Can Trump's tax proposal save you $2,000 in taxes next year?

 Can Trump's tax proposal save you $2,000 in taxes next year?
This post has been updated for the final tax proposal.
Click here to see the update.

I know, I know. Taxes are probably the last thing you want to talk about. I can't really disagree with you. Unfortunately, taxes are something you will need to worry about for the rest of your life. So on that depressing note, let’s read up to learn something that will be useful to you year after year.

I want to take you through the high-level points of the "Tax Cuts and Jobs Act" to give you an idea of how this could affect your taxes and, more importantly, your take-home pay. I also want you to use this nifty tax tool to get an estimate on how much extra (or less) income you could expect from the federal tax changes. Keep in mind that this is preliminary, based on the latest proposal. And it goes without saying that none of this is tax advice.

Standard deduction

  • Single filers: The current tax code includes a standard deduction of $6,350. The proposed tax plan increases this deduction to $12,000.
  • Joint filers: The current tax code includes a standard deduction of $12,700. The proposed tax plan increases this deduction to $24,000.

Is this good for me? In a vacuum, yes. Deductions are netted against your income, which means the amount of income that is subject to taxation is lower. Ok, let's keep going.

Personal exemption

  • The current tax code includes a personal exemption of $4,050 per person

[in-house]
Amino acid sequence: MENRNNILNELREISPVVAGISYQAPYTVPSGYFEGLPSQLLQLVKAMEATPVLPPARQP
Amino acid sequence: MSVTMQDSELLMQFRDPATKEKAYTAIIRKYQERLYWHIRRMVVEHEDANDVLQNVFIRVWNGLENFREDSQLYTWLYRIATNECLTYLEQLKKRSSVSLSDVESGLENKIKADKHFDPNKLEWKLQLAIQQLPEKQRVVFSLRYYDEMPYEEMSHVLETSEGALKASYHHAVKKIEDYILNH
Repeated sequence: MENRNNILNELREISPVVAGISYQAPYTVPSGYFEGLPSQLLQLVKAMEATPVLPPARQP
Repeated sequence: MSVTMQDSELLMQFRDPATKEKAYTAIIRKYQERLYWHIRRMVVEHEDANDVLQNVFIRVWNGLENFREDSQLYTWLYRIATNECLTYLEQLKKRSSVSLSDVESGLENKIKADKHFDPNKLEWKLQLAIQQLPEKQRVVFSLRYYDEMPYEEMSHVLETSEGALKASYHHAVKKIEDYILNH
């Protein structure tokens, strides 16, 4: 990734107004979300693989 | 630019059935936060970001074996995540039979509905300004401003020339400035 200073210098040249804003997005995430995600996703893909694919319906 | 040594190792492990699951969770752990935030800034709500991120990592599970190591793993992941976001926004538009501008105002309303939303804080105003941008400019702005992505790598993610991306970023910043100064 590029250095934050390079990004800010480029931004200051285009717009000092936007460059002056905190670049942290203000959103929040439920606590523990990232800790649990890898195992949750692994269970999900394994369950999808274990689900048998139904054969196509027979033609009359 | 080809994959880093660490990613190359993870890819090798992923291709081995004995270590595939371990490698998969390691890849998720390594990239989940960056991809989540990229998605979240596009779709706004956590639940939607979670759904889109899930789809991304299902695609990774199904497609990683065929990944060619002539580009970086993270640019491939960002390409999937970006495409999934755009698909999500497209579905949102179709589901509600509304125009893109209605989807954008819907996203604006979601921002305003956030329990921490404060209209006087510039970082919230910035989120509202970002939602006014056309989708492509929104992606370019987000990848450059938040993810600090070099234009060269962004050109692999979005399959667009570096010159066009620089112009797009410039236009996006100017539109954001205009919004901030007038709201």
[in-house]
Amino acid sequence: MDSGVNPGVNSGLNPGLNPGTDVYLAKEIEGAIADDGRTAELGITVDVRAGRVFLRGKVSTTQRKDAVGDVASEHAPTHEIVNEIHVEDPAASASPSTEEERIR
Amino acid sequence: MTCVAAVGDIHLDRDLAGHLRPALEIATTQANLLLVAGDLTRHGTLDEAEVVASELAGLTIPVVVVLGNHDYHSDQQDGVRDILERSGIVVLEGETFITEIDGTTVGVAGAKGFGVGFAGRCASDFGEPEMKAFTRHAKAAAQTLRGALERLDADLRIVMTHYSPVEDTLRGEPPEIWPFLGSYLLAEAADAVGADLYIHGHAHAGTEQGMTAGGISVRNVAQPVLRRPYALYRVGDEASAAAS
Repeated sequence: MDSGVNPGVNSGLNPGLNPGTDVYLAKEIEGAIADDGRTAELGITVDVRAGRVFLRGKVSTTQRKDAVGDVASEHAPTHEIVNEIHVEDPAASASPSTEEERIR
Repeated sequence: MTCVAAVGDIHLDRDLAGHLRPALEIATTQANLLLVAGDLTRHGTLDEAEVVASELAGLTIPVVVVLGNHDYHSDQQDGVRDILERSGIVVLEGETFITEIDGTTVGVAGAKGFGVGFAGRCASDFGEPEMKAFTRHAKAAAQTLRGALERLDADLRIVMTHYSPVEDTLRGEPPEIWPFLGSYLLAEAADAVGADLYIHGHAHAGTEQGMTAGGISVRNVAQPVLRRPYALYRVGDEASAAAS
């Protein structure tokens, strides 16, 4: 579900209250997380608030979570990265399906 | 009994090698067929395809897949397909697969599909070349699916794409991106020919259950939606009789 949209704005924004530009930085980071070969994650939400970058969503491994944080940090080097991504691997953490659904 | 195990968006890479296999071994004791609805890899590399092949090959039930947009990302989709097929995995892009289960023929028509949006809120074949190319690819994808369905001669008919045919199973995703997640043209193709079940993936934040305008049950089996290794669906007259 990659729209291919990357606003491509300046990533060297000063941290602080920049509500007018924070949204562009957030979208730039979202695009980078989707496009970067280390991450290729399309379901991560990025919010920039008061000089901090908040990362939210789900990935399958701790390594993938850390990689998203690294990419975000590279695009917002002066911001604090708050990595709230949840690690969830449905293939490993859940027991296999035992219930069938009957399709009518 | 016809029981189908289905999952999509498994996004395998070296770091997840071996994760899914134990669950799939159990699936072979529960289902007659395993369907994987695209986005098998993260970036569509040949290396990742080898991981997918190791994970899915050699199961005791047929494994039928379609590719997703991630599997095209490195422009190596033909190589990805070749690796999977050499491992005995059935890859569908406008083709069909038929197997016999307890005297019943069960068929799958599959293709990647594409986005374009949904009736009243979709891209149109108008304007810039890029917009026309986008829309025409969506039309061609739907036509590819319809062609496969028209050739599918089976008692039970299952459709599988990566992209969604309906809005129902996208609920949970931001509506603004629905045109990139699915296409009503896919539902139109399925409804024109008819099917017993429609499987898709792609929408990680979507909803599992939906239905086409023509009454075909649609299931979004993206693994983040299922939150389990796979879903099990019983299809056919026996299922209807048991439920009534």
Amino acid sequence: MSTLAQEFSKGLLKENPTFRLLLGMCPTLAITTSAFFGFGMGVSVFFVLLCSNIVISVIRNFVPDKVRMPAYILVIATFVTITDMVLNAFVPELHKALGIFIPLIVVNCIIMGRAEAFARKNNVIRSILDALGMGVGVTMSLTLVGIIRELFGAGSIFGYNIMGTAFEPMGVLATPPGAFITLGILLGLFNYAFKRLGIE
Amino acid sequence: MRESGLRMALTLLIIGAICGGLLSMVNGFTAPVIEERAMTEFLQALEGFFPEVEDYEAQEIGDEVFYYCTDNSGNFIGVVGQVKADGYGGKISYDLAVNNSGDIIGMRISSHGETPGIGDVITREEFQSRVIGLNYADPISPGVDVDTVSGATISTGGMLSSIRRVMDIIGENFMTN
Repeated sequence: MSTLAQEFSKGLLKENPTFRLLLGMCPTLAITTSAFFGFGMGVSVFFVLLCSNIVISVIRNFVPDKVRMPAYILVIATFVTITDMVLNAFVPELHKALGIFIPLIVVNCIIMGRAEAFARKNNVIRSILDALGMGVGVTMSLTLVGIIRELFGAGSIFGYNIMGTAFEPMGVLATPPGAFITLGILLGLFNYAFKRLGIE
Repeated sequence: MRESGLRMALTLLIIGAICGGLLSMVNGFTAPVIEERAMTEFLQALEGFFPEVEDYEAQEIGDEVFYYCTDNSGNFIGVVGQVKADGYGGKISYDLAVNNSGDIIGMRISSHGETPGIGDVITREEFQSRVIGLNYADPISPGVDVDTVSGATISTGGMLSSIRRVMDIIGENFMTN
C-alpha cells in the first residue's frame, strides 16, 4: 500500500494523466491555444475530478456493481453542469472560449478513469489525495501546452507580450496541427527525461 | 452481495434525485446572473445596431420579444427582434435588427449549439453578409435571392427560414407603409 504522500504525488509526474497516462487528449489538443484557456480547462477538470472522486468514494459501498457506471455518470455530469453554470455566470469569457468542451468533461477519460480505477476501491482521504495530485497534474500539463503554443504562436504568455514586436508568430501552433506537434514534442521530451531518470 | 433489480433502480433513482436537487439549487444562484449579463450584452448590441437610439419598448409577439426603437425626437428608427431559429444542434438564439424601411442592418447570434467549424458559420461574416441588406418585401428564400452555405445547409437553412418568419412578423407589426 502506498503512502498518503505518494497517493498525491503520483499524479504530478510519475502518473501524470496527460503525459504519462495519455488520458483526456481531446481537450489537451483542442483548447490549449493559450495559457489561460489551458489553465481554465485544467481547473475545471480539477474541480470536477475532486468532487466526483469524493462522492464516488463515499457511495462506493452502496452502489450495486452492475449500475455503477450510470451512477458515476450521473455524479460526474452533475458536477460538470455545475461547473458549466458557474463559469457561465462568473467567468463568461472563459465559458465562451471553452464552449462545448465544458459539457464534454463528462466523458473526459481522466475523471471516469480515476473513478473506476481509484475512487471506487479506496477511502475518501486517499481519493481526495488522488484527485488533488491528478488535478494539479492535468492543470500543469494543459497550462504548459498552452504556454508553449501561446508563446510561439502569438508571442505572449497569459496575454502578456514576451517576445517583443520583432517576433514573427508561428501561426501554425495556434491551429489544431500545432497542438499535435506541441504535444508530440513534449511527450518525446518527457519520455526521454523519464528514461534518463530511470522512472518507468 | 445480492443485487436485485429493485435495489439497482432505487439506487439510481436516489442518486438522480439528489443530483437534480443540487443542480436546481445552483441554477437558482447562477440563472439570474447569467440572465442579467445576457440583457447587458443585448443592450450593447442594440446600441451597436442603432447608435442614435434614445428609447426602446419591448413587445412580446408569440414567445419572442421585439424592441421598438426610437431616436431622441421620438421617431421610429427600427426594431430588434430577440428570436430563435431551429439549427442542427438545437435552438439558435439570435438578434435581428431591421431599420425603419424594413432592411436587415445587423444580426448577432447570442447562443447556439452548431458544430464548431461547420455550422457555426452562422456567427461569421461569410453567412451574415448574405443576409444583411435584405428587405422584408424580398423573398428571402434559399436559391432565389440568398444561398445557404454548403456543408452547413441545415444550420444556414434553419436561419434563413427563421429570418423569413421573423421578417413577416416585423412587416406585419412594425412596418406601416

• This means for a single filer with no dependents the exemption is $4,050
  • For a joint filer with no dependents, the exemption is $8,100
  • The proposed tax plan eliminates the personal exemption entirely

Is this good for me? In a vacuum, no. These exemptions are also netted against your income, which means that eliminating the exemption will increase your taxable income, compared to the current tax code.

Tax brackets

 
 

Is this good for me? Generally speaking, yes. The new bracket are much wider and the 25% bracket starts at $45,000 instead of $37,950 (for single filers) and $90,000 instead of $75,900 (for joint filers). This means that the average American will stay within the 12% federal income tax bracket.

Putting all of these together, let's take a look at a single filer with no dependents earning $65,000 in gross income

If you want to perform this same analysis for yourself, use this nifty tax tool.

Looking in the highlighted summary line, we see that a single filer with no dependents making $65,000 could save nearly $2,000 on federal taxes next year. That's a lot of beef (or whatever you want). Keep in mind that this analysis focuses only on federal taxes since each state has its own tax structure. As much as I would love to comb through every states' respective tax code, there's only so much time in a day!